In this chapter, you will see how data is encoded and communicated between the frontend and the backend. You will learn technical details about the JSON format, the HTTP protocol, HTTP status codes, and so on. All the development work will be verified and tested using Postman and httpie/curl. We will take you through the whole process of web application development. Not only will you learn the essential aspects of developing a RESTful API, but you will also learn about the thinking process, design, development, testing, and even deployment. This is a journey of learning the complete software development life cycle. Let's embark on our exciting journey now!

 

Understanding API

API stands for application programming interface; it is an interface for the website (or mobile application) to communicate with the backend logic. Simply put, it is like a messenger that takes a request from the users and sends the request to the backend system. Once the backend system responds, it will then pass that response to the users. A metaphor for this is a waiter/waitress, who can understand different customers' orders. They will then act as a middleman between the customers and the chefs in the kitchen.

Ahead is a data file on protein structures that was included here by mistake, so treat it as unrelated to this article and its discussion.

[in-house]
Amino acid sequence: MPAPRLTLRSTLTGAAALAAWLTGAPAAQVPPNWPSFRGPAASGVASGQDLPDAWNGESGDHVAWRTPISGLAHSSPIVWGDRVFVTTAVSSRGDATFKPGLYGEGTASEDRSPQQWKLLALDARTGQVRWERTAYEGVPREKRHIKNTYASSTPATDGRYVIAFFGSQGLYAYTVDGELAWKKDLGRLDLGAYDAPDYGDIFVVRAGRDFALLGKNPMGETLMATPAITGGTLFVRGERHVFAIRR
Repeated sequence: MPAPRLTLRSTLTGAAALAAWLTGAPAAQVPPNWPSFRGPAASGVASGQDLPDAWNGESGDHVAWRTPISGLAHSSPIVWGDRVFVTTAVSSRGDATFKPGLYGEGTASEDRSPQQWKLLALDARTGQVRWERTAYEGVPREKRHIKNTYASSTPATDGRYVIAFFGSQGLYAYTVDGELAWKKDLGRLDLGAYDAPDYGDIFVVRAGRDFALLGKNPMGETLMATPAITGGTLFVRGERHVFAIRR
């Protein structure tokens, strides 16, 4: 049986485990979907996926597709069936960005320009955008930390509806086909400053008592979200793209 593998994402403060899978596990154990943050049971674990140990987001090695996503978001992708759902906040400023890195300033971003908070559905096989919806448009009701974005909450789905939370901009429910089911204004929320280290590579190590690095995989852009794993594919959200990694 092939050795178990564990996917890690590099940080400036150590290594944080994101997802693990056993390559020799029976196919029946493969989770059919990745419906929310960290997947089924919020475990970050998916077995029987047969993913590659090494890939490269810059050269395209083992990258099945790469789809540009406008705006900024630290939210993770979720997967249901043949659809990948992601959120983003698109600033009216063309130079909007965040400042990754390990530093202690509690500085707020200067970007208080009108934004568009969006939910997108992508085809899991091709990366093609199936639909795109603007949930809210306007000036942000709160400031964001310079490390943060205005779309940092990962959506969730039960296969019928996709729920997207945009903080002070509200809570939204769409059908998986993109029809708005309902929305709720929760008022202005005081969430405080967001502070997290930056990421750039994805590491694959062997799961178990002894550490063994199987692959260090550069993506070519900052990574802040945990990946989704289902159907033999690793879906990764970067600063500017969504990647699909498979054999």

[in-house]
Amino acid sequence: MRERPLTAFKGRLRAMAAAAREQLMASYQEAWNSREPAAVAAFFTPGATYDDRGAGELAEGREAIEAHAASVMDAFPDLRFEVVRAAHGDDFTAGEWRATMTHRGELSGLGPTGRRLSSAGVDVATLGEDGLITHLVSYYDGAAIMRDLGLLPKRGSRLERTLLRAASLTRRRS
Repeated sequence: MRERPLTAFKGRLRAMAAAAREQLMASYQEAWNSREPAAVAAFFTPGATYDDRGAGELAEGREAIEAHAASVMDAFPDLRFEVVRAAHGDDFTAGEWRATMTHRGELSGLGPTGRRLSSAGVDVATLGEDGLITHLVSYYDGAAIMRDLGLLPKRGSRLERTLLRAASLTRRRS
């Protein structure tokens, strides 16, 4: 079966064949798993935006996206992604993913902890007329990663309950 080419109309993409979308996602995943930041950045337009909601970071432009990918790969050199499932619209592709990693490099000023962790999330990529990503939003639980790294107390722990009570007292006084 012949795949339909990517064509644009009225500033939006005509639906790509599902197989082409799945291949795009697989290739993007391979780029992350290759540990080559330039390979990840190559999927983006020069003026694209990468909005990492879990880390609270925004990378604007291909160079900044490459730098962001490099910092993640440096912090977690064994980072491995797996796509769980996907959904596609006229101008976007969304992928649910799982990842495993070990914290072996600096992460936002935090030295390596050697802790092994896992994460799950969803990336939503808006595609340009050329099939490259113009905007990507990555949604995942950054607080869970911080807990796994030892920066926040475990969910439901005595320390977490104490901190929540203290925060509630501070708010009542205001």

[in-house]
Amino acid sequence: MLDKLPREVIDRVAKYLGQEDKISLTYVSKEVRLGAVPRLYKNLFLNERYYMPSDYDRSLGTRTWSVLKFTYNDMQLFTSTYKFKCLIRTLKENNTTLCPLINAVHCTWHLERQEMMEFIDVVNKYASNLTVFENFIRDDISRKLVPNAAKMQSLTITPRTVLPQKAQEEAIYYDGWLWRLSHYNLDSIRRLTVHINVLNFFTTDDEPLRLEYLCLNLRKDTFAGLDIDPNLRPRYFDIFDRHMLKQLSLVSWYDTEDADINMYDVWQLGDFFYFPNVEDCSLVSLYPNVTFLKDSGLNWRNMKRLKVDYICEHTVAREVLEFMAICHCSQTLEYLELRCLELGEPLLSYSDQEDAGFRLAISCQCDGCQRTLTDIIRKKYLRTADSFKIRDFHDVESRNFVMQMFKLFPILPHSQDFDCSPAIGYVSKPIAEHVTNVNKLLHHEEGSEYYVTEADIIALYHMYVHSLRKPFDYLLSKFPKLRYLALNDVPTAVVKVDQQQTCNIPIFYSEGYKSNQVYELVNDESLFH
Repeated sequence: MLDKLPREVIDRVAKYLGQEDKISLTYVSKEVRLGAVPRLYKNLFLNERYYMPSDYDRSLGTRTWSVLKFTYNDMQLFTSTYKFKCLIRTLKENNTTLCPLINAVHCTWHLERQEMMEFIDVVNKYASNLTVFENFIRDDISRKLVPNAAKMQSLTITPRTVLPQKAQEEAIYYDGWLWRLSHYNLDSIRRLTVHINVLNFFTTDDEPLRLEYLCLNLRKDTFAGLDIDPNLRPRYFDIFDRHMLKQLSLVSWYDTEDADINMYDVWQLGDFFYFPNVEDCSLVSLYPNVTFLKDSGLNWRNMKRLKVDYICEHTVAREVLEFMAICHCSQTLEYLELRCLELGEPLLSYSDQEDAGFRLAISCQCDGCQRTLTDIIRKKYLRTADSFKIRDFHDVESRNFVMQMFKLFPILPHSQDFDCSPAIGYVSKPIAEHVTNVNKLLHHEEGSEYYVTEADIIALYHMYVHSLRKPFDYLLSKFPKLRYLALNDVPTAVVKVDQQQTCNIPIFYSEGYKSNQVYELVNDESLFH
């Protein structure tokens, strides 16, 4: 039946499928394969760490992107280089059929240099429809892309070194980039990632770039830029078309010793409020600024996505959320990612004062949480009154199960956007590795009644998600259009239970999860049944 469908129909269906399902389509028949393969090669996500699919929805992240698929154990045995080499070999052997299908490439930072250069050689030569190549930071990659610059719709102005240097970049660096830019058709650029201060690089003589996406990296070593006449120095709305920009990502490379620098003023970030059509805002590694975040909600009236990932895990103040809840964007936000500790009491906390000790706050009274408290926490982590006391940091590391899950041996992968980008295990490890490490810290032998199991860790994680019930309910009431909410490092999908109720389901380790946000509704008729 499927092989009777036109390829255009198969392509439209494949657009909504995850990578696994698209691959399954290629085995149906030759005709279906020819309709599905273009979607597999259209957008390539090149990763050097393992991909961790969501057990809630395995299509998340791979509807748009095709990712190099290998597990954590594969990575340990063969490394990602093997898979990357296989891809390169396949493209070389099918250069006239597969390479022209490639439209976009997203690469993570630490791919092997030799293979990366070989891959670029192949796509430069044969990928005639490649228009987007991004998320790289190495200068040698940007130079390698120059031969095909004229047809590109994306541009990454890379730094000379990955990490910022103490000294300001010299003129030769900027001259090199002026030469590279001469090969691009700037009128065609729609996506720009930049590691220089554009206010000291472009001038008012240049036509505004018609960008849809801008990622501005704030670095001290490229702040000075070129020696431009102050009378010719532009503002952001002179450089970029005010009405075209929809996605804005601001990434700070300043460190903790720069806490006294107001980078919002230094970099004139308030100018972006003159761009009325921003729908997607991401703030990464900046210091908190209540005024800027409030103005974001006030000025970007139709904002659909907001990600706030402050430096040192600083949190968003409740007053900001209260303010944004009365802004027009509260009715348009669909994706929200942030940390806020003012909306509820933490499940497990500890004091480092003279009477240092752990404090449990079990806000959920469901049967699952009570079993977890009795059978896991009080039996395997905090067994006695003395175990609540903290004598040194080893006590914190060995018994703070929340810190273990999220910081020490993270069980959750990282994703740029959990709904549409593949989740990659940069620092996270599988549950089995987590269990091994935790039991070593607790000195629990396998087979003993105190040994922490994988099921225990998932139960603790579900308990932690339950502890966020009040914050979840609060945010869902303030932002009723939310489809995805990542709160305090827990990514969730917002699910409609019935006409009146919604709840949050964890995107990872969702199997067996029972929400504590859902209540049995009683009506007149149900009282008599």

If you were the boss of the restaurant, the key benefit of having a waiter/waitress here between your customer and the kitchen is that the customers will be shielded from seeing your business secrets. They don't need to know how the meal is prepared. They just need to send an order through the waiter/waitress, and they will get the meal they ordered. In this scenario, the waiter acts like the API. The following figure helps illustrate the analogy.

Figure 1.1: The waiter acting as the API for the customer
Figure 1.1: The waiter acting as the API for the customer

Similarly, in computer science, one of the key benefits of having API is encapsulation. We encapsulate the logic so that people outside won't be able to see it. With this arrangement, big companies with sensitive information are willing to provide services to the world through APIs, confident that their internal information won't be revealed. Take Skyscanner again as an example. The company is comfortable with using an API to allow customers to book their flights, but at the same time, personal data from other customers that are stored in their internal database won't leak.

An API is also a standard interface that can communicate with different types of frontend Terminals, they can be mobile applications or websites. As long as the frontend is sending the same request to the API, it will get the same result back. If we go back to our metaphor, the waiter/waitress will serve all kinds of customers, regardless of their gender, age, language, and so on.